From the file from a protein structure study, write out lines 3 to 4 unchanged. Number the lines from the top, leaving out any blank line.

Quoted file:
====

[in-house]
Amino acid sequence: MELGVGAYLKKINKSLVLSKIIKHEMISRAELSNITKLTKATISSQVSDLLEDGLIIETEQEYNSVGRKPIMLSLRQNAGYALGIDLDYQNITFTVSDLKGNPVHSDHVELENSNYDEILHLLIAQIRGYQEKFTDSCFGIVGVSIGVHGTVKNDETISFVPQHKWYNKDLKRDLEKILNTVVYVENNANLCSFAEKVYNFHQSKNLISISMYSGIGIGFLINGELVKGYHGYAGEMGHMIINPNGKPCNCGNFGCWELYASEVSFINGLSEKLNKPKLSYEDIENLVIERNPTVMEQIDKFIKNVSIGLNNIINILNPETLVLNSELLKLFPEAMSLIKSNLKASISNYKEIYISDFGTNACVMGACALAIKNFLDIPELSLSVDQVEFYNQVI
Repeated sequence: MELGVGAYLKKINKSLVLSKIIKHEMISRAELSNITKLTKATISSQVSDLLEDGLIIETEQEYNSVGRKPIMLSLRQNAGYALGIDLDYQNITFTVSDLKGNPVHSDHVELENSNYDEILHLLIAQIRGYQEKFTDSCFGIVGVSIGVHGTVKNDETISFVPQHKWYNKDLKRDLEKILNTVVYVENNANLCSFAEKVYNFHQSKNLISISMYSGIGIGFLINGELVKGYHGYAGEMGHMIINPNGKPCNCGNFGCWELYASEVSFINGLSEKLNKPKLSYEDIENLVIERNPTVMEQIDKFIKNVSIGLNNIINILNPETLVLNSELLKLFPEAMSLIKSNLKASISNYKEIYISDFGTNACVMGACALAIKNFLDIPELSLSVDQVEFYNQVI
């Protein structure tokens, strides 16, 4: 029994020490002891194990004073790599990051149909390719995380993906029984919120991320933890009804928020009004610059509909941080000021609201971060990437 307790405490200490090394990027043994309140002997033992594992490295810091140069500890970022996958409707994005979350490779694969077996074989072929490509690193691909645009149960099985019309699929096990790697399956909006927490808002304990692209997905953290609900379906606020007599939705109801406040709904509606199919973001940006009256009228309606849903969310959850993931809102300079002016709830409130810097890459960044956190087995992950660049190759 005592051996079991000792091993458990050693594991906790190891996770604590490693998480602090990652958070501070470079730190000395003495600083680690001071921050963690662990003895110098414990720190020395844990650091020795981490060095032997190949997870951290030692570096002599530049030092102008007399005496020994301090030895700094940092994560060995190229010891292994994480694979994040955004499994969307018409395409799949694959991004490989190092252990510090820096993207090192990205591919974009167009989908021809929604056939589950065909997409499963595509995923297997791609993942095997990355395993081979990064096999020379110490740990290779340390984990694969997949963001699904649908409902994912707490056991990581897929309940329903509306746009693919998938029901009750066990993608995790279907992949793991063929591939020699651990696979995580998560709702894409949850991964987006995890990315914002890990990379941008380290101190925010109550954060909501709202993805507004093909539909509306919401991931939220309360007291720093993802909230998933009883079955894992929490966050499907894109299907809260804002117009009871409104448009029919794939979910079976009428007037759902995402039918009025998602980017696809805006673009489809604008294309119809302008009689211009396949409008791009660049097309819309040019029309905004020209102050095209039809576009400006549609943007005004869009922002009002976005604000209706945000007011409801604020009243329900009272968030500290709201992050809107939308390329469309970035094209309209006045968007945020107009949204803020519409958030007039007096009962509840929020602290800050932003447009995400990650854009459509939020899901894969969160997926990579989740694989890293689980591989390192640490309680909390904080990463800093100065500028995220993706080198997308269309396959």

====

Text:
Repeated sequence: MELGVGAYLKKINKSLVLSKIIKHEMISRAELSNITKLTKATISSQVSDLLEDGLIIETEQEYNSVGRKPIMLSLRQNAGYALGIDLDYQNITFTVSDLKGNPVHSDHVELENSNYDEILHLLIAQIRGYQEKFTDSCFGIVGVSIGVHGTVKNDETISFVPQHKWYNKDLKRDLEKILNTVVYVENNANLCSFAEKVYNFHQSKNLISISMYSGIGIGFLINGELVKGYHGYAGEMGHMIINPNGKPCNCGNFGCWELYASEVSFINGLSEKLNKPKLSYEDIENLVIERNPTVMEQIDKFIKNVSIGLNNIINILNPETLVLNSELLKLFPEAMSLIKSNLKASISNYKEIYISDFGTNACVMGACALAIKNFLDIPELSLSVDQVEFYNQVI
């Protein structure tokens, strides 16, 4: 029994020490002891194990004073790599990051149909390719995380993906029984919120991320933890009804928020009004610059509909941080000021609201971060990437 307790405490200490090394990027043994309140002997033992594992490295810091140069500890970022996958409707994005979350490779694969077996074989072929490509690193691909645009149960099985019309699929096990790697399956909006927490808002304990692209997905953290609900379906606020007599939705109801406040709904509606199919973001940006009256009228309606849903969310959850993931809102300079002016709830409130810097890459960044956190087995992950660049190759 005592051996079991000792091993458990050693594991906790190891996770604590490693998480602090990652958070501070470079730190000395003495600083680690001071921050963690662990003895110098414990720190020395844990650091020795981490060095032997190949997870951290030692570096002599530049030092102008007399005496020994301090030895700094940092994560060995190229010891292994994480694979994040955004499994969307018409395409799949694959991004490989190092252990510090820096993207090192990205591919974009167009989908021809929604056939589950065909997409499963595509995923297997791609993942095997990355395993081979990064096999020379110490740990290779340390984990694969997949963001699904649908409902994912707490056991990581897929309940329903509306746009693919998938029901009750066990993608995790279907992949793991063929591939020699651990696979995580998560709702894409949850991964987006995890990315914002890990990379941008380290101190925010109550954060909501709202993805507004093909539909509306919401991931939220309360007291720093993802909230998933009883079955894992929490966050499907894109299907809260804002117009009871409104448009029919794939979910079976009428007037759902995402039918009025998602980017696809805006673009489809604008294309119809302008009689211009396949409008791009660049097309819309040019029309905004020209102050095209039809576009400006549609943007005004869009922002009002976005604000209706945000007011409801604020009243329900009272968030500290709201992050809107939308390329469309970035094209309209006045968007945020107009949204803020519409958030007039007096009962509840929020602290800050932003447009995400990650854009459509939020899901894969969160997926990579989740694989890293689980591989390192640490309680909390904080990463800093100065500028995220993706080198997308269309396959």